Crocs can compete with the best – Edie
JAMAICA RUGBY Sevens’ co-captain Oshane Edie believes that with better support and resources Jamaica could compete with the world’s best at rugby sevens.
The Jamaica Crocs created their own bit of history at the HSBC World Rugby Sevens series in Vancouver, Canada, on the weekend, when they defeated Chile 10-5 for the first win at the elite level.
“These are fully professional teams and we are just trying to match them. A big problem for us, though, is that we do not have the resources or sponsorship to train,” he said.
Edie also scored the team’s first try at this level of competition. His effort tied the scores at 5-5, which sent the game into overtime, and Jamaica scored again in extra time to give the ‘Reggae Crocs’ their historic result.
“It would help a lot to have a one-week training camp before competitions like these, because even at this level we are able to compete and match these boys,” said Edie, who represents the St Andrew Quakes.
“So, just imagine if we had the resources to put on a two-week or even a one-week training camp before tournaments like these,” he reiterated.
LACKING SIMPLE RESOURCES
Continuing, the Crocs’ co-captain noted that even simple resources such as video analysis equipment is not available to the team. Nevertheless, he insists that the disparity in the quality between them and the elite teams is not much.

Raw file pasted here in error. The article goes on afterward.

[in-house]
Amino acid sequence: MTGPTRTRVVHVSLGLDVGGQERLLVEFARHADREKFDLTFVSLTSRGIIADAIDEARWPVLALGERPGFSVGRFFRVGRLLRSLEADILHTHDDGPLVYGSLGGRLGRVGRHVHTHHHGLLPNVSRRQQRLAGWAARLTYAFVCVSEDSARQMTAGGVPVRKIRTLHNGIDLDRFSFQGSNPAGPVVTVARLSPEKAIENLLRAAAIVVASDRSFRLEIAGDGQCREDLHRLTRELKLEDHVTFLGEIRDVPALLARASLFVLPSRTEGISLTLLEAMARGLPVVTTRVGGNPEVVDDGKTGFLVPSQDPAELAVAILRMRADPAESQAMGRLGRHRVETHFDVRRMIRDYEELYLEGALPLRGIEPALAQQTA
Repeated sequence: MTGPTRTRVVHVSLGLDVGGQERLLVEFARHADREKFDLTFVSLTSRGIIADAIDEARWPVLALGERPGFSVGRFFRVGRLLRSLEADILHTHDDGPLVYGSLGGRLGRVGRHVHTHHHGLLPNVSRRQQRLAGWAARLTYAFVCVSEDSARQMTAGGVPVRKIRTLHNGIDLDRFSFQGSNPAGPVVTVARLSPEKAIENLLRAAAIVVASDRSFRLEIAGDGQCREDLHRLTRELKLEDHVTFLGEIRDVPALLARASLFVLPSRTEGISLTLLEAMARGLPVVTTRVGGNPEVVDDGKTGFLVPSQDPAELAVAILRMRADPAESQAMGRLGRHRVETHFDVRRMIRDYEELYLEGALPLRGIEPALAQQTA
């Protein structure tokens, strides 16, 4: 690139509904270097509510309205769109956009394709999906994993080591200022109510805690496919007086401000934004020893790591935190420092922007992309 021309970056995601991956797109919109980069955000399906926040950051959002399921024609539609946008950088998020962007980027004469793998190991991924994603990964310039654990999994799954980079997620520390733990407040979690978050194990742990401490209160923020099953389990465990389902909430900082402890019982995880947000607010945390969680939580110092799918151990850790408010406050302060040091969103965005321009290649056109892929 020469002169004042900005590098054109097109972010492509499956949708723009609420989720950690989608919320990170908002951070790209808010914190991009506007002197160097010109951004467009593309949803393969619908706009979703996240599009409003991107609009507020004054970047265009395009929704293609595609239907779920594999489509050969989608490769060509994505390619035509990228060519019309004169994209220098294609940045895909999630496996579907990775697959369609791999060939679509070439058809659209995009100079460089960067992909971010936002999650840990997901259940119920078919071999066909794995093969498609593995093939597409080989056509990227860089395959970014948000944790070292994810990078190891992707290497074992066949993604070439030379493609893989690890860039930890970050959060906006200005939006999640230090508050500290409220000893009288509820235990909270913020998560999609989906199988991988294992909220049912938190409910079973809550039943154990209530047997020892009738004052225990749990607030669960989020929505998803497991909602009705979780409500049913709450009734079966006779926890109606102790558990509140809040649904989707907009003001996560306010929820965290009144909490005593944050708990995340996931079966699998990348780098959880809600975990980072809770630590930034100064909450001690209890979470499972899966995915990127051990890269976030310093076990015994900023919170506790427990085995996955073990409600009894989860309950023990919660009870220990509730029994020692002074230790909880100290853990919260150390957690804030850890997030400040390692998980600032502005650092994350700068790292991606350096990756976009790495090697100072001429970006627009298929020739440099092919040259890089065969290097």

“Even though the odds are against us in terms of talent and effort, we are matching these big teams. Those (pro) players train almost seven days of the week, while we will only train on Saturdays; and to be able to come here and win a game is a great accomplishment,” underlined Edie.
“So the gap is not that wide. If our resources improve, we can definitely compete at the highest level,” he added.
In their other Pool B games, Jamaica lost 24-5 to Great Britain, 50-0 to Ireland and 62-0 against Hong Kong on Saturday.
However, in the ninth-place semi-final play-offs on Sunday, the Crocs stopped Chile 10-5 to claim their first victory.
Although they lost the ninth-place decider 66-0 to Germany, Edie said getting the result over Chile was a remarkable accomplishment.
“The competition was rough, but we found ourselves competing with them. We have a very good coach and based on our tactics, our playing culture and system improved,” he analysed.
“The entire weekend was a struggle. We were playing against big boys and getting big scores, and our bodies were being smashed left and right,” he related. “I came off the bench (in the Chile match) with a small knee injury, and the game was pretty tight. But coming off the bench and scoring the equaliser, and making that impact, let the guys lift their heads up a little bit higher and started to believe more that we could pull it off.
“And to get the win against Chile for the first time is a really awesome feeling,” he said.
The team will compete in the second leg of the series, which will be held in Edmonton, Canada, this weekend.